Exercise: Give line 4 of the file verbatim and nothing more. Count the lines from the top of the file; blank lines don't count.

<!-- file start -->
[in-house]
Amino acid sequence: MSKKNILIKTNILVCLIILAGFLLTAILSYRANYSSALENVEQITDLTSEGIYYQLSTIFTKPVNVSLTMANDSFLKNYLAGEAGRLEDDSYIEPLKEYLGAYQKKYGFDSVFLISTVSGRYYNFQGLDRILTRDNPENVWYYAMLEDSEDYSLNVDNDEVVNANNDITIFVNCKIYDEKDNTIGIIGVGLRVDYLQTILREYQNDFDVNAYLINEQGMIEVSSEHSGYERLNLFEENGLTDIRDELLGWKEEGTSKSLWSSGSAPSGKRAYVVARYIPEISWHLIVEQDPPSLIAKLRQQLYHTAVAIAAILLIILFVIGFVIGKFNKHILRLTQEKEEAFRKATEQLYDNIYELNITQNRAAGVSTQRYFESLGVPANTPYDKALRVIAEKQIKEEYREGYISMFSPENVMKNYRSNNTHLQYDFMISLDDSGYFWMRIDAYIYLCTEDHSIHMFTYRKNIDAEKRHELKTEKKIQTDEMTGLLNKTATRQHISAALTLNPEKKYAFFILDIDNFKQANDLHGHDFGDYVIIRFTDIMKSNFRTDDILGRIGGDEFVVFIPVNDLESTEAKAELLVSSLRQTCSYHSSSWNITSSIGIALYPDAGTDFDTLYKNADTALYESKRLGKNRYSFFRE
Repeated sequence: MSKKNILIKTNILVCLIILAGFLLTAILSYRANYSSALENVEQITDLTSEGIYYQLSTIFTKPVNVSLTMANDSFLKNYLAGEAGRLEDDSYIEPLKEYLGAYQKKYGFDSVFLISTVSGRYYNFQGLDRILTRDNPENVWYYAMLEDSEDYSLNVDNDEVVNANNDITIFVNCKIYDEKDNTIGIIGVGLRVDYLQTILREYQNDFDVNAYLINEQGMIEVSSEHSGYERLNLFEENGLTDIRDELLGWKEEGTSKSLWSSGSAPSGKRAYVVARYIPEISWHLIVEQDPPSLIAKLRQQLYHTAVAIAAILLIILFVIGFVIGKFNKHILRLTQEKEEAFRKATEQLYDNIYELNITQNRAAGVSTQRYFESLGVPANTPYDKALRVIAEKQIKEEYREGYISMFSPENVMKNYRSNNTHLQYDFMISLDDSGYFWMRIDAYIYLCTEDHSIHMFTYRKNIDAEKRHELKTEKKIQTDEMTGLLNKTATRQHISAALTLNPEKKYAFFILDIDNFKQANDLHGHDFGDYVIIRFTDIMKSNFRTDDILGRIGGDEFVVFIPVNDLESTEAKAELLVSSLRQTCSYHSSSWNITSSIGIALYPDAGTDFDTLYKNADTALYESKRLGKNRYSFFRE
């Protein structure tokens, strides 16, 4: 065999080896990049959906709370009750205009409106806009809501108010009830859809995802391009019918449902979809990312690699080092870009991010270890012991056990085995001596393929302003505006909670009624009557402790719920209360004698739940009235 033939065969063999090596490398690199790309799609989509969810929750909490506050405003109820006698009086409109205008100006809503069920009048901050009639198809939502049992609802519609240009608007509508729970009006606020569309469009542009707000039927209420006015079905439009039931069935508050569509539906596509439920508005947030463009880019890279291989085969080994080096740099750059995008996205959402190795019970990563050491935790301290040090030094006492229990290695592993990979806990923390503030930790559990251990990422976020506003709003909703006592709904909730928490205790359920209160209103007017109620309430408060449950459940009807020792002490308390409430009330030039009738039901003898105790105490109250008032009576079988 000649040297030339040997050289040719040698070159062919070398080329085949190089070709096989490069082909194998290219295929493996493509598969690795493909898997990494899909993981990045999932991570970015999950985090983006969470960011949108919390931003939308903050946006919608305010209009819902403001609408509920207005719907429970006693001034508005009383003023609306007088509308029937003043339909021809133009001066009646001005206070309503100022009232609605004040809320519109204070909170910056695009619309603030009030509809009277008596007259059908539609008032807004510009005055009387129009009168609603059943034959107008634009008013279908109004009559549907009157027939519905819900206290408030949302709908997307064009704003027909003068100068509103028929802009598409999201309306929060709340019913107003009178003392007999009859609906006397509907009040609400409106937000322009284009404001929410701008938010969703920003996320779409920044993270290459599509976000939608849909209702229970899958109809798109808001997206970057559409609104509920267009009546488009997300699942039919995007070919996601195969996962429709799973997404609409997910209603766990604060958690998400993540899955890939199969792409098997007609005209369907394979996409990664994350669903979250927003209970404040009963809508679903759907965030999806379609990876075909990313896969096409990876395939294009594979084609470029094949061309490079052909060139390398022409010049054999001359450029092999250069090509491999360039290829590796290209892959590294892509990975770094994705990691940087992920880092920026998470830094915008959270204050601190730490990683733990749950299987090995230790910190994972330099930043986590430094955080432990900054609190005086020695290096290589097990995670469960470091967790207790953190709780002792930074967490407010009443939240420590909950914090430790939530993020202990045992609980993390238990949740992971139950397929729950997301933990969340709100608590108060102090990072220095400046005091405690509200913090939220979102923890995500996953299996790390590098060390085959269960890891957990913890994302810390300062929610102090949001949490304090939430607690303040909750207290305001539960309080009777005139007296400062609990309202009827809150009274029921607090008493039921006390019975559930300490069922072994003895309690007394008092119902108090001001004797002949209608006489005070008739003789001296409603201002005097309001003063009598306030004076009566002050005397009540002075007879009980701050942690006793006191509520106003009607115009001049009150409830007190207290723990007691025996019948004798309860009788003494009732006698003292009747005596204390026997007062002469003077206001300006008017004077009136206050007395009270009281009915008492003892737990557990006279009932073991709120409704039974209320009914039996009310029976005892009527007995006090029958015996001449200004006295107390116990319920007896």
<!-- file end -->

């Protein structure tokens, strides 16, 4: 065999080896990049959906709370009750205009409106806009809501108010009830859809995802391009019918449902979809990312690699080092870009991010270890012991056990085995001596393929302003505006909670009624009557402790719920209360004698739940009235 033939065969063999090596490398690199790309799609989509969810929750909490506050405003109820006698009086409109205008100006809503069920009048901050009639198809939502049992609802519609240009608007509508729970009006606020569309469009542009707000039927209420006015079905439009039931069935508050569509539906596509439920508005947030463009880019890279291989085969080994080096740099750059995008996205959402190795019970990563050491935790301290040090030094006492229990290695592993990979806990923390503030930790559990251990990422976020506003709003909703006592709904909730928490205790359920209160209103007017109620309430408060449950459940009807020792002490308390409430009330030039009738039901003898105790105490109250008032009576079988 000649040297030339040997050289040719040698070159062919070398080329085949190089070709096989490069082909194998290219295929493996493509598969690795493909898997990494899909993981990045999932991570970015999950985090983006969470960011949108919390931003939308903050946006919608305010209009819902403001609408509920207005719907429970006693001034508005009383003023609306007088509308029937003043339909021809133009001066009646001005206070309503100022009232609605004040809320519109204070909170910056695009619309603030009030509809009277008596007259059908539609008032807004510009005055009387129009009168609603059943034959107008634009008013279908109004009559549907009157027939519905819900206290408030949302709908997307064009704003027909003068100068509103028929802009598409999201309306929060709340019913107003009178003392007999009859609906006397509907009040609400409106937000322009284009404001929410701008938010969703920003996320779409920044993270290459599509976000939608849909209702229970899958109809798109808001997206970057559409609104509920267009009546488009997300699942039919995007070919996601195969996962429709799973997404609409997910209603766990604060958690998400993540899955890939199969792409098997007609005209369907394979996409990664994350669903979250927003209970404040009963809508679903759907965030999806379609990876075909990313896969096409990876395939294009594979084609470029094949061309490079052909060139390398022409010049054999001359450029092999250069090509491999360039290829590796290209892959590294892509990975770094994705990691940087992920880092920026998470830094915008959270204050601190730490990683733990749950299987090995230790910190994972330099930043986590430094955080432990900054609190005086020695290096290589097990995670469960470091967790207790953190709780002792930074967490407010009443939240420590909950914090430790939530993020202990045992609980993390238990949740992971139950397929729950997301933990969340709100608590108060102090990072220095400046005091405690509200913090939220979102923890995500996953299996790390590098060390085959269960890891957990913890994302810390300062929610102090949001949490304090939430607690303040909750207290305001539960309080009777005139007296400062609990309202009827809150009274029921607090008493039921006390019975559930300490069922072994003895309690007394008092119902108090001001004797002949209608006489005070008739003789001296409603201002005097309001003063009598306030004076009566002050005397009540002075007879009980701050942690006793006191509520106003009607115009001049009150409830007190207290723990007691025996019948004798309860009788003494009732006698003292009747005596204390026997007062002469003077206001300006008017004077009136206050007395009270009281009915008492003892737990557990006279009932073991709120409704039974209320009914039996009310029976005892009527007995006090029958015996001449200004006295107390116990319920007896």